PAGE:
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Carmelo, by Sandra Cisneros.

November 20, 2012

Carmelo, Sandra Cisneros. Knopf, 2002.

A delightful novel about four generations of a Mexican American family, a girl’s journey into womanhood and much more.

Sandra Cisneros is a fine writer, creative and eloquent.  In Carmelo, she gives us an epic story interwoven with a personal one, providing a sharp taste of life on both sides of the Mexican/US border.  Cisneros draws on her own family history, but openly changes it as she chooses among her memories. Clearly for her, truth is not what can be proven factually, but what is created.  Her book is full of humor and joy, and sprinkled with pain and sadness.

The narrator of the book is Celaya, whom we first see as a young girl from Chicago spending the summer with “the Awful Grandmother” and “the Little Grandfather.”  The whole family is there; Celaya, her parents and seven brothers as well as two uncles and their families who accompanied them from Chicago.  Celaya makes friends with another girl, whose significance we learn later in the book.

The girl Candelaria had skin bright as copper veinte centavos coin after you’ve sucked on it.  Not transparent as an ear like Aunty Light-Skin’s.  Not shark-belly pale like Father and the Grandmother.  Not red river-clay like Mother and her family.  Not the coffee-with-too-much milk color like me, nor the fried-tortilla color of the washerwoman her mother Amparo.  Not like anybody. Smooth as peanut butter, deep as brunt-milk candy.

She also sees the carmelo rebozo, a large scarf with stripes of carmelo, licorice, and vanilla, that her grandmother cherished because it had been made by her own mother.  Both the Grandmother and later Celaya would take refuge braiding and unbraiding the fringe of the unfinished rebozo.

In the next section, Celaya relates history from the period before she was born, a time when, as she explains, she was “dirt”—the dust to dust before and after life that she learned about in church.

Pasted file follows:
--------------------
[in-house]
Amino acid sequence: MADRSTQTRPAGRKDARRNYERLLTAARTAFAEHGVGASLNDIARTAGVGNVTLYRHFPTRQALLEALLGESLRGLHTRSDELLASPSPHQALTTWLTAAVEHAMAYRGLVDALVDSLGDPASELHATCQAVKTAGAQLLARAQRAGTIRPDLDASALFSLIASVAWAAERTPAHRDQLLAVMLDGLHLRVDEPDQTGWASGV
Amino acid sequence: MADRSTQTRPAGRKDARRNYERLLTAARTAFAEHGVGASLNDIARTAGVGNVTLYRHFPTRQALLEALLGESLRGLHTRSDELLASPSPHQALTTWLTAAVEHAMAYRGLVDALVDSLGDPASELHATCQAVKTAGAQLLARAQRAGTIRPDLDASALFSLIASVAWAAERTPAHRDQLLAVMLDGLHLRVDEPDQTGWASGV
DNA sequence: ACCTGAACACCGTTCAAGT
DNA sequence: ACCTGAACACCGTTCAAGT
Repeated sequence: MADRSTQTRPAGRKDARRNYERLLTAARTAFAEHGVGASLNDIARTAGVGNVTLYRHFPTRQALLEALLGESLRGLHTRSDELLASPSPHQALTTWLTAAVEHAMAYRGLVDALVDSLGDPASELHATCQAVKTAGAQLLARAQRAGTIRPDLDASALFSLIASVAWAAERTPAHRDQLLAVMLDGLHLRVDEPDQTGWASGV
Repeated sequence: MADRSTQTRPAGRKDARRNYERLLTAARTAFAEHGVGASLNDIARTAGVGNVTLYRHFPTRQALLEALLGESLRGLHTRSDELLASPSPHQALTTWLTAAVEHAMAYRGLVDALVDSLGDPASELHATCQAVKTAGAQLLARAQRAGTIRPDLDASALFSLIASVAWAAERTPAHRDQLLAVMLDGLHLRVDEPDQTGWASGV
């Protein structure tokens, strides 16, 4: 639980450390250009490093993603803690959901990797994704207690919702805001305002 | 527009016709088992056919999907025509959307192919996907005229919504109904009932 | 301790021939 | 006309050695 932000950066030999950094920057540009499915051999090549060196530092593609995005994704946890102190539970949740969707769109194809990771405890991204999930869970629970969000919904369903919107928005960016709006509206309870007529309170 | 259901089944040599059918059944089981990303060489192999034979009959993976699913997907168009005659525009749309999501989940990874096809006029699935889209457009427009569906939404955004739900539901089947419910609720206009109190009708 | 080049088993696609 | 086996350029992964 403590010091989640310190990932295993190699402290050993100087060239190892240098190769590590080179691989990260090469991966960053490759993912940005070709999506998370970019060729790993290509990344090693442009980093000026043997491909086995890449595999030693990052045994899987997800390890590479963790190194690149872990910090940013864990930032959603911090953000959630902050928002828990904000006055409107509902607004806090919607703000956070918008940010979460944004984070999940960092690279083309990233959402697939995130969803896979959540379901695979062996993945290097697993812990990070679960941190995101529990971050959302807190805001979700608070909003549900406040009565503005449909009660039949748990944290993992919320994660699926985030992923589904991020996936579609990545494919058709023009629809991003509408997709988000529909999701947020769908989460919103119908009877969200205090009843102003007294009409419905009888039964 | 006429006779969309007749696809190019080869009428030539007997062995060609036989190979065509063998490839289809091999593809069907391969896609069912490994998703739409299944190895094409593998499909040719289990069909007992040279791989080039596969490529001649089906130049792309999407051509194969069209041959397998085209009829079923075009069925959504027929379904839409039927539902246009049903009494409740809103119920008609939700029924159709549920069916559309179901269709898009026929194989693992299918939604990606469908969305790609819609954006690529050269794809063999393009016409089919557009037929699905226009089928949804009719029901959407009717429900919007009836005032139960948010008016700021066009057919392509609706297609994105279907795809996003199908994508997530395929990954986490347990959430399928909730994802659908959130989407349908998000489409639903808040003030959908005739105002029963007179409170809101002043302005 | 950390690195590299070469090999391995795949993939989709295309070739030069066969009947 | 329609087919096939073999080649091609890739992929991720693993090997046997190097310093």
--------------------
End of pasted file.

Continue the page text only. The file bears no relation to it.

When I was dirt is when these stories begin.  Before my time. Here is how I heard or didn’t hear them.  Here is how I imagine the stories happened, then.  When  I was sparkling and twirling and somersaulting happily in the air.

Here Celaya is primarily writing her grandmother’s story, but her grandmother doesn’t always approve of what she chooses to tell.  Their arguments about what the story should contain are sprinkled through the narrative, giving Cisneros a chance to explore the differences in the perspective of the person having lived a life and the one structuring it in a written narrative.

Celaya, why are you so cruel with me? You love to make me suffer. You enjoy mortifying me, isn’t that so?  Is that why you insist on showing everyone this…dirt, but refuse me one little love scene?
…I am not being filthy. And to tell the truth, you are getting in the way of my story.
Your story?  I thought you were telling my story.
Your story is my story.  Now, please be quiet, Grandmother, or I will have to ask you to leave.
…The less you tell me, the more I imagine. And the more I imagine, the easier it is for me to understand you.  No one wants to hear your invented happiness.  It’s your troubles that make a good story.  Who wants to hear about a nice person? The more terrible you are, the better the story.  You’ll see.